If you need to go but can't, go for a jog, says running coach Carol Aguirre, RD, LDN. Running at a steady, moderate pace can stimulate intestinal movement because cardio speeds up your breathing and heart rate, she says. And "intestinal muscles that are conditioned, or exercised, will help move bowel movements out quickly."
Like yoga, running can induce peristalsis, which is why many runners are familiar with that "Oh, crap" moment during a run. Aside from those physiological benefits of running, the actual jostling created by a good jog can encourage bowel movements. "All that movement up and down can agitate the digestive system and leave one the need to find a bathroom ASAP," Aguirre says.
Aguirre cautions, however, that very long runs and very high-intensity runs may add to gastrointestinal distress, so it's best to stick with a light jog if you're looking to improve digestion.
Read more: Best Teas for Bloating, Gas and Constipation
2 Workouts That Might Actually Hinder Digestion
Dr. Wilson encourages everyone to understand that while exercise offers ample benefits, it doesn't universally improve digestion in everyone. Acute exercise can pose a challenge to the gut, he says — particularly intense or prolonged exercise.
"In some people, [exercise] can have positive effects," Dr. Wilson says, "while in others, especially those who train very hard and at high volumes, it can actually cause more symptoms."
This happens because the release of stress hormones such as adrenaline, noradrenaline and cortisol at the onset of exercise shunts blood away from your visceral organs and toward your working muscles. "The more intense exercise is, the larger this shunting of blood is," he says.
1. High-Intensity Interval Training
"Acutely, high-intensity exercise is much more likely than mild exercise to cause symptoms during exercise itself," Dr. Wilson says. So if you're dealing with digestive discomfort already, hitting the treadmill for a sprint interval workout or throwing down at a CrossFit gym probably won't help.
And a June 2017 study from Alimentary Pharmacology and Therapeutics found that the risk of intestinal injury increases as the intensity of exercise increases. This isn't to say that you shouldn't exercise — just to say that you should exercise cautiously and check in with a doctor if you have a history of digestive complications.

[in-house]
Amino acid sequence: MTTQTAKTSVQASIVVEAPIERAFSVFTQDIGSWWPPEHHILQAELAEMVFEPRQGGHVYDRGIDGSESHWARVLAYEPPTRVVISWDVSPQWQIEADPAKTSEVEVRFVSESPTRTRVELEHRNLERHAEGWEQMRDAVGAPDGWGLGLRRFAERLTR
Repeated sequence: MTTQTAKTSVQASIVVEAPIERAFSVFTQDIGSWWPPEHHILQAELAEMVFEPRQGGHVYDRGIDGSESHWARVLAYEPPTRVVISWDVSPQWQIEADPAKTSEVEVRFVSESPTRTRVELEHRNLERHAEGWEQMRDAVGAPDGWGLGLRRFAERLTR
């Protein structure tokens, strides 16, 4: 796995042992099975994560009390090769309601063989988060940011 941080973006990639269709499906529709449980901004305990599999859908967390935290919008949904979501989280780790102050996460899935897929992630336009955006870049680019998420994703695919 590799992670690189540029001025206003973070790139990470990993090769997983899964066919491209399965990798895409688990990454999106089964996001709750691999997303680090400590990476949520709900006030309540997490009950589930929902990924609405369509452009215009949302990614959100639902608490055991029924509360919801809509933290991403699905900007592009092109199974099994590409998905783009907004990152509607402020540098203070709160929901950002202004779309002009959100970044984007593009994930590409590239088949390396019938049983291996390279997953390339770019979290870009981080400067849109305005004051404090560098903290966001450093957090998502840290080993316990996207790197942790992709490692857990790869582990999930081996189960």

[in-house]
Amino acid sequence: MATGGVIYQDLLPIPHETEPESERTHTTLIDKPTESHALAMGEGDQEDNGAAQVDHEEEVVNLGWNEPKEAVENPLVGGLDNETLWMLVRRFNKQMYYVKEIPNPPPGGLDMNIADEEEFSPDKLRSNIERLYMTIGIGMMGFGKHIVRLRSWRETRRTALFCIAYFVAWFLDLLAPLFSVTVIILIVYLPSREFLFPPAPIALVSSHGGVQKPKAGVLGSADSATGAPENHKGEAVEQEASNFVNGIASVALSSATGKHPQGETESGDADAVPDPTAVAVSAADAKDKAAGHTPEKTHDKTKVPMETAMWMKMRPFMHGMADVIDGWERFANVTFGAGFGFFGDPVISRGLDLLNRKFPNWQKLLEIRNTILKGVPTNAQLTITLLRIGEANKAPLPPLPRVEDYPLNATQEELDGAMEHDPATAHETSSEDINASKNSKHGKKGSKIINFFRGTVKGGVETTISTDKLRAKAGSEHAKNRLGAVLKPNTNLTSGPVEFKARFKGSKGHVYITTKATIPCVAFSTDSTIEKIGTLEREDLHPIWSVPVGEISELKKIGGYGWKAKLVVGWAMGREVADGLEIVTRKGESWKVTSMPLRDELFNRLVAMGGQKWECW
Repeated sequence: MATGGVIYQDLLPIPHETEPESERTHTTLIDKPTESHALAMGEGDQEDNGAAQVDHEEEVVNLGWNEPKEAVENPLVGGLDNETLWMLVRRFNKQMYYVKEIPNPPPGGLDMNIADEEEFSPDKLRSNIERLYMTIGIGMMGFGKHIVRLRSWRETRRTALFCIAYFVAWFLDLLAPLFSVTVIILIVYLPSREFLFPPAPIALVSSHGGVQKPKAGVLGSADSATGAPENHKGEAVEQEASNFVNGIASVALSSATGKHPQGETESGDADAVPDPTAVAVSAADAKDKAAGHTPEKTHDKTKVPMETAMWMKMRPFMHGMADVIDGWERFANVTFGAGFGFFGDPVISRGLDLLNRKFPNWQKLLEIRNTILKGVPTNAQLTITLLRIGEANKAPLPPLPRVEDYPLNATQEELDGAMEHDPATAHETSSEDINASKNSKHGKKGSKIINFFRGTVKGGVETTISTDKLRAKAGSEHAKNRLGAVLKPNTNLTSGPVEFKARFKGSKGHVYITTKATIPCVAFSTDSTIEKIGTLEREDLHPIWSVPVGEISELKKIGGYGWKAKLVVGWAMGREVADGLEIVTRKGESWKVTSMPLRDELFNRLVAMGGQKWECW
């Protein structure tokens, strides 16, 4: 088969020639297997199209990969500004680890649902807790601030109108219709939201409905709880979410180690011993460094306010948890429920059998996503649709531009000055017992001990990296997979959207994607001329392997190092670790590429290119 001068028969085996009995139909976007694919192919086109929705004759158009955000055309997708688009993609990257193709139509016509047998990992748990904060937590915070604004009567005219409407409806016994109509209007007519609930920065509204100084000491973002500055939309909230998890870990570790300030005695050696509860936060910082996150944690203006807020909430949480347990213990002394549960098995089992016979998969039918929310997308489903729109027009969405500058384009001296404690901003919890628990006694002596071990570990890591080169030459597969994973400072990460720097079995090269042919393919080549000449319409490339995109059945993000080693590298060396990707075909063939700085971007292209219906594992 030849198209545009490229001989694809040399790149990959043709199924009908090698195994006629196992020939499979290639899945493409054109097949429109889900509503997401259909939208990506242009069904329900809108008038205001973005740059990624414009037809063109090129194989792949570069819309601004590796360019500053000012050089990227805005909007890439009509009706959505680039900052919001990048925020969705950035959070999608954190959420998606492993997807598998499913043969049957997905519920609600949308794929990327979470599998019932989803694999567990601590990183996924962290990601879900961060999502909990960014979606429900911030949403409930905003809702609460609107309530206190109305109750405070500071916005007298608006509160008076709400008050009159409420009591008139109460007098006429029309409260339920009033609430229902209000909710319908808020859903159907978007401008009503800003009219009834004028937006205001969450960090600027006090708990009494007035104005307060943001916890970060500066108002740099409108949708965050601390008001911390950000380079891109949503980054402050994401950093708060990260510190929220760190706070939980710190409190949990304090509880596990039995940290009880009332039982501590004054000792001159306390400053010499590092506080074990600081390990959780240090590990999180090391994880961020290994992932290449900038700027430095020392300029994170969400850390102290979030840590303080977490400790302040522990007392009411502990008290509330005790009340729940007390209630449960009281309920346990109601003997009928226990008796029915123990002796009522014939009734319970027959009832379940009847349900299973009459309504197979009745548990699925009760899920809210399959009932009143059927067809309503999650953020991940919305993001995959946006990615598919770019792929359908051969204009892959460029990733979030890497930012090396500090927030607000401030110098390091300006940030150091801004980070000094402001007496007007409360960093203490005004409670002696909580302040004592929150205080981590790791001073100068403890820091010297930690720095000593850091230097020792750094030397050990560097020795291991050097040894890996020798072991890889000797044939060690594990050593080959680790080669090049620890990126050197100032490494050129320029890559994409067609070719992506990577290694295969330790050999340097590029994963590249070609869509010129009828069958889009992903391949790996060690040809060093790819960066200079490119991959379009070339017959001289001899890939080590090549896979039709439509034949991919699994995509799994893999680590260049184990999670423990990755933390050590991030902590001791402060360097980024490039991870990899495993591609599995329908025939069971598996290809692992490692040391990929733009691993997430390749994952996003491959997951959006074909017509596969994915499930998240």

Read more: 5 Times HIIT Could Be Dangerous for You
2. High-Volume and Heavy Weight-Lifting
Likewise, lifting very heavy weights or performing very high volume weightlifting (like a bodybuilding workout) can perpetuate digestive discomfort, Dr. Wilson says. These types of training put a great deal of stress on the body, which can lead to elevated levels of cortisol, which in turn can lead to poor digestion.
Ultimately, says Dr. Wilson, the type of exercise that would best benefit your digestion depends on many factors: genetics, medical history, your goals and your current symptoms. There are many different causes of GI symptoms — diseases, medications, foods, stress and more — and if you experience consistent, bothersome issues, you should speak with your doctor.
- Scandinavian Journal of Gastroenterology: Exercise therapy in patients with constipation: a systematic review and meta-analysis of randomized controlled trials
- Department of Internal Medicine and Clinical Nutrition, Irritable bowel syndrome and Physical activity Institute of Medicine:
- Journal of Gastrointestinal Liver Disorders: Postprandial walking but not consumption of alcoholic digestifs or espresso accelerates gastric emptying in healthy volunteers.
- Diabetes Care: Three 15-min Bouts of Moderate Postmeal Walking Significantly Improves 24-h Glycemic Control in Older People at Risk for Impaired Glucose Tolerance
- GI Society: Diabetes and the Gut
- Medicine: The Effects of Dinner-to-Bed Time and Post-Dinner Walk on Gastric Cancer Across Different Age Groups
- Alimentary Pharmacology and Therapeutics: Systematic review: exercise‐induced gastrointestinal syndrome—implications for health and intestinal disease